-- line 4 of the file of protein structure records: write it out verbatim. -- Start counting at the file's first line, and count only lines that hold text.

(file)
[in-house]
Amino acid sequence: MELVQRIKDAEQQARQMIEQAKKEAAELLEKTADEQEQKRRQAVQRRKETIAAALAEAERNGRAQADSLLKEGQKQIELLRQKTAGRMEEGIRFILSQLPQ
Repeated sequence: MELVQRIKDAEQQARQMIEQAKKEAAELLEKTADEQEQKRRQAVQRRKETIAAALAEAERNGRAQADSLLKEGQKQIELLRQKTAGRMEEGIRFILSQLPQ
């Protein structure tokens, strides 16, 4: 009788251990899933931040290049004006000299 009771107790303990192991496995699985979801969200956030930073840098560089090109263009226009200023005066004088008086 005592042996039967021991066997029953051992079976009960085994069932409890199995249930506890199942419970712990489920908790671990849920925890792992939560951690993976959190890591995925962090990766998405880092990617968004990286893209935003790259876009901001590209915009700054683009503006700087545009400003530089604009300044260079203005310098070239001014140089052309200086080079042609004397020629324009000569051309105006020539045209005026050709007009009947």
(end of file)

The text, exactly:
């Protein structure tokens, strides 16, 4: 009788251990899933931040290049004006000299 009771107790303990192991496995699985979801969200956030930073840098560089090109263009226009200023005066004088008086 005592042996039967021991066997029953051992079976009960085994069932409890199995249930506890199942419970712990489920908790671990849920925890792992939560951690993976959190890591995925962090990766998405880092990617968004990286893209935003790259876009901001590209915009700054683009503006700087545009400003530089604009300044260079203005310098070239001014140089052309200086080079042609004397020629324009000569051309105006020539045209005026050709007009009947």